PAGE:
SK Biopharmaceuticals expressed its aspiration to become a global leader in the central nervous system (CNS) treatment market on the occasion of its initial public offering (IPO).
|SK Biopharmaceutical CEO Cho Jeong-woo unveils the company’s goal in expanding its presence in the global market, during an online news conference on Monday.|
“We will do our best to help the domestic pharmaceutical industry leap forward through our growth the global pharmaceutical market, starting with the launch of our CNS drugs in the United States,” SK Biopharmaceuticals CEO Cho Jeong-woo said during an online news conference Monday.
In late 2019, SK Biopharm became the first local firm to have two new drugs -- cenobamate and solriamfetol -- approved by the U.S. Food and Drug Administration. Solriamfetol, a sleep disorder treatment licensed out to Jazz Pharmaceutical, received a nod from the FDA in March last year, and cenobamate, in November.
The launch of cenobamate received considerable attention in Korea, too, as it was the first drug independently developed by a Korean company, from discovering a candidate to winning the FDA approval.
During the conference, Cho expressed the firm’s high expectations for the success of cenobamate.
“Patent expiration of major drugs related to epilepsy is expected within two years,” Cho said. “There are currently no cases where third-party treatments are being developed, and the company does not expect any competing drugs within the next five years.”
Cho stressed that the firm plans to maximize profits by directly marketing the drug.
“The company has established a direct sales network in the U.S. market through its subsidiary SK Life Science,” Cho said. “With the official launch of cenobamate, the company has hired more than 110 sales reps specializing in the marketing of CNS treatment.”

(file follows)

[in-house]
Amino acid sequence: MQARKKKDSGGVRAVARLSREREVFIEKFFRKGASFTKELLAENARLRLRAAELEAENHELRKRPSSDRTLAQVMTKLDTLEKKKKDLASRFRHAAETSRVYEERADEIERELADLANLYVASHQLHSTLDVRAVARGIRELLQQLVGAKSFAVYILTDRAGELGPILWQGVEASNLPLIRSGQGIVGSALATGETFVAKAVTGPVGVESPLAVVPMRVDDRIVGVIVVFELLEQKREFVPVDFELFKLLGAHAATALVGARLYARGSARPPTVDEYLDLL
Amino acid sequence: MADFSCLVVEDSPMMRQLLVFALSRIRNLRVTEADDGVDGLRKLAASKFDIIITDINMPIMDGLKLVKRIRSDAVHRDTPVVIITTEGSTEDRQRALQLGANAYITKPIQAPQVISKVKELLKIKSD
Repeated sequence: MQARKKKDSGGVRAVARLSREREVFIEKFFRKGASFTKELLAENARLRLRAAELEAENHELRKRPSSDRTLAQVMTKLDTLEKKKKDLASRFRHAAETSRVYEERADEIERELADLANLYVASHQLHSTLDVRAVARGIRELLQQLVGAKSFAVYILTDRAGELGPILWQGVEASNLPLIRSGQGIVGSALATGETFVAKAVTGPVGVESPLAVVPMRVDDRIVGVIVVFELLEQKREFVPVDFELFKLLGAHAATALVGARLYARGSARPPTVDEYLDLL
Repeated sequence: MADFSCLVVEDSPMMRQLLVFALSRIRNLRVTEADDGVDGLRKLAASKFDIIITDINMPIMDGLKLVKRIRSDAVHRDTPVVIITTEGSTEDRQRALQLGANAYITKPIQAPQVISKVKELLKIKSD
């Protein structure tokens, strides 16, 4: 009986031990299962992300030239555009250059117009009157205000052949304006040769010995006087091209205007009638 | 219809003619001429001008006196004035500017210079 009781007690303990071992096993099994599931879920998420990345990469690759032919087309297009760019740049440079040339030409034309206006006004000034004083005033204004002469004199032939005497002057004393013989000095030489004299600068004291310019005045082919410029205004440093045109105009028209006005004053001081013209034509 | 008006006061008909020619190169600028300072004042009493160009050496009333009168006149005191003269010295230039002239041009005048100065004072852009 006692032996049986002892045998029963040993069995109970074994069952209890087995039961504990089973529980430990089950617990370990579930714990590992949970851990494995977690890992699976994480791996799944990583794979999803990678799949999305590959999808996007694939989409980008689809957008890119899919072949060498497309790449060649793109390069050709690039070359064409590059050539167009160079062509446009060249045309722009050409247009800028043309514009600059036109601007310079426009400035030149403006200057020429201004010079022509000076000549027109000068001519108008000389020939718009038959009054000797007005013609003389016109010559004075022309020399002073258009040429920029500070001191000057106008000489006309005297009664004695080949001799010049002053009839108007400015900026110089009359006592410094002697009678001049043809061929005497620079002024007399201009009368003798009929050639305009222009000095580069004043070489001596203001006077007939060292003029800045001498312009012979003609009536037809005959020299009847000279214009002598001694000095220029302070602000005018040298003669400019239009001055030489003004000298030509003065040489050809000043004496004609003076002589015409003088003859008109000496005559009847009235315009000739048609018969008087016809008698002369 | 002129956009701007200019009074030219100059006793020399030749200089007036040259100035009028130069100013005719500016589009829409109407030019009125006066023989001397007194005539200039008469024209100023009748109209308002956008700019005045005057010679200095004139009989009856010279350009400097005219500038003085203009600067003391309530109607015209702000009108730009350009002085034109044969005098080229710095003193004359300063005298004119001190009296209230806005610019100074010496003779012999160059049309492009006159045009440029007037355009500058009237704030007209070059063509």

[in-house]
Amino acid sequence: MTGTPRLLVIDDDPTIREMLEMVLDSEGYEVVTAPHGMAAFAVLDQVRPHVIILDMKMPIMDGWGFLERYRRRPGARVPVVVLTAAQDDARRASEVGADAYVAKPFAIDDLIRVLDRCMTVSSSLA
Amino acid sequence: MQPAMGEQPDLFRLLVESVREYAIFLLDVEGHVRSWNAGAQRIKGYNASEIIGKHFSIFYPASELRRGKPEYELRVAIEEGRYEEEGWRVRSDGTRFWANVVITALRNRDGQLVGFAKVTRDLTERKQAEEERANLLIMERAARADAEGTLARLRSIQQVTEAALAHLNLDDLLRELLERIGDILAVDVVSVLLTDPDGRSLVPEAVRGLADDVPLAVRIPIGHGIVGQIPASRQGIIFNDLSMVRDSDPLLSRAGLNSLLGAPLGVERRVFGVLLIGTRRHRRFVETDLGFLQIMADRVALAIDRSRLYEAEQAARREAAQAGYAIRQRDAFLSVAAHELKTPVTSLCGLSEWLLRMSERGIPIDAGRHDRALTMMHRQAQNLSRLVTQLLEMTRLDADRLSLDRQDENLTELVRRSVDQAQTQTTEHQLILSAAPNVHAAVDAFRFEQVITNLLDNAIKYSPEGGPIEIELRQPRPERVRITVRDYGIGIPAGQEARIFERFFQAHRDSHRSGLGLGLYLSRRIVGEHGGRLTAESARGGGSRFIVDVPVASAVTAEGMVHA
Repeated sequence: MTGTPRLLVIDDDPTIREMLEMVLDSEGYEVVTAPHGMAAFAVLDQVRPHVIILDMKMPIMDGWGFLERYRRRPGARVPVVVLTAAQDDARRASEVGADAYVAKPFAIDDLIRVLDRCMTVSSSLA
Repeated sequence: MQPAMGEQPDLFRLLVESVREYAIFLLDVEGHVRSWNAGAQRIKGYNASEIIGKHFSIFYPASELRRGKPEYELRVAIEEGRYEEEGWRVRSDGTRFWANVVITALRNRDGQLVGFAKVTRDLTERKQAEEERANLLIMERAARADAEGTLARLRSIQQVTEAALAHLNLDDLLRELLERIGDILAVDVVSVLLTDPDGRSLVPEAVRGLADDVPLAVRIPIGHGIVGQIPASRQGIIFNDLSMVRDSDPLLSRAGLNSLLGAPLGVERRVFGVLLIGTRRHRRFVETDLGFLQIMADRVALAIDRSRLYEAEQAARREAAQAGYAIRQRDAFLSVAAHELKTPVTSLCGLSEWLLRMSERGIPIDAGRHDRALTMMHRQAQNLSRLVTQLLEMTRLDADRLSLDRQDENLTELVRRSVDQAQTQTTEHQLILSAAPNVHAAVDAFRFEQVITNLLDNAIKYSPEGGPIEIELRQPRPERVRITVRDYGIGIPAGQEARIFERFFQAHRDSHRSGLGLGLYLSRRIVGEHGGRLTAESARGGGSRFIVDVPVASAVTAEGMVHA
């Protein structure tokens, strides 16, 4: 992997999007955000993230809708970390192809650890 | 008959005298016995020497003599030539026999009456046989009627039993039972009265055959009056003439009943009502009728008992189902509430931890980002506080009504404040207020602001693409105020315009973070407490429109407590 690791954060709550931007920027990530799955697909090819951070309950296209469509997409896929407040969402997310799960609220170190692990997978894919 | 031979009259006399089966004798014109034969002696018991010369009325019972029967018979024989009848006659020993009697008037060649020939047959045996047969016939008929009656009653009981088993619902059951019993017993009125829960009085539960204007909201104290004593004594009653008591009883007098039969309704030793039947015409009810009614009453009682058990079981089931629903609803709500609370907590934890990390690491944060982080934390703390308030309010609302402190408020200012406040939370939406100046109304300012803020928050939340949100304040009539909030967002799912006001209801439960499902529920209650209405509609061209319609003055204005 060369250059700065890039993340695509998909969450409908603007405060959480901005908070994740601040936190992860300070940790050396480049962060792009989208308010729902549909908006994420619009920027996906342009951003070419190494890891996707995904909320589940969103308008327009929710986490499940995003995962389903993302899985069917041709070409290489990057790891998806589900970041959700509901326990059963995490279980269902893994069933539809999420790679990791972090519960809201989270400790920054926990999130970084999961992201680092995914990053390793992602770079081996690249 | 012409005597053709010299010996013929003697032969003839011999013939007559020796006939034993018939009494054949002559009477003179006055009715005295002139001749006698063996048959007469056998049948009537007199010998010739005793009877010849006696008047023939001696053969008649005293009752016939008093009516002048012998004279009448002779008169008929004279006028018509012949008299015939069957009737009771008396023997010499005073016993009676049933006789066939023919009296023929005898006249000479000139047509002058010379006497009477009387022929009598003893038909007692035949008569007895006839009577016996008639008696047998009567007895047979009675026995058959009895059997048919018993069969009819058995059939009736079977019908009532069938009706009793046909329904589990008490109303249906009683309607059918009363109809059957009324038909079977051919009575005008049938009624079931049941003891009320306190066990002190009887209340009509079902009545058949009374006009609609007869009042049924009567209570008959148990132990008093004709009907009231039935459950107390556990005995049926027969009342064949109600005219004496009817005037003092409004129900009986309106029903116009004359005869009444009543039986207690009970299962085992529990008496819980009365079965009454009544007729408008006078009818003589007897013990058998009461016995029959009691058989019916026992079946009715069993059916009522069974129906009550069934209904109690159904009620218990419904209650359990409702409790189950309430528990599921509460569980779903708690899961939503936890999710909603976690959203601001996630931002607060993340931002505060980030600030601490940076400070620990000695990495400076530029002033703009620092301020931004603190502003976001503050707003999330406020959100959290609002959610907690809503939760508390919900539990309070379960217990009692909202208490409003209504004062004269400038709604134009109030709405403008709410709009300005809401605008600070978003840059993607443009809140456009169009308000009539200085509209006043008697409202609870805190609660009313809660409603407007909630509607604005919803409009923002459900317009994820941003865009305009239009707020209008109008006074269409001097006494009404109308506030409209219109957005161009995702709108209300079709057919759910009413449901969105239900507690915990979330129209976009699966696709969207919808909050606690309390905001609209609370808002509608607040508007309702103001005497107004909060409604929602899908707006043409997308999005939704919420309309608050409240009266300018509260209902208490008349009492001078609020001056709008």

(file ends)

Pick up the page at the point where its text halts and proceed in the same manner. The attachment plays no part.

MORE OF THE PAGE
Cho also outlined the firm’s plans after completing its IPO.
“We will reinvest public funds secured through the IPO into researching, developing, and commercializing new drugs,” Cho said. “We are already developing new CNS drugs based on the abilities acquired through the launch of our two new products.”
New drugs mentioned by Cho include Carisbamate (Lennox-gastaut syndrome treatment), Relenopride (rare neurological disease treatment), SKL13865 (attention deficit hyperactivity disorder treatment), SKL20540 (schizophrenia treatment), SKL-PSY (manic depression treatment), and SKL24741 (epilepsy treatment).
“Carisbamate, which is undergoing late clinical trials, has received orphan drug designation by the FDA recently,” Cho said. “If approved, the company plans to sell Carisbamate directly in the U.S. and Asian markets.”
The company’s goal is to continue to develop therapeutics that have a high demand for unsatisfied products, and become a multinational pharmaceutical company, Cho added.
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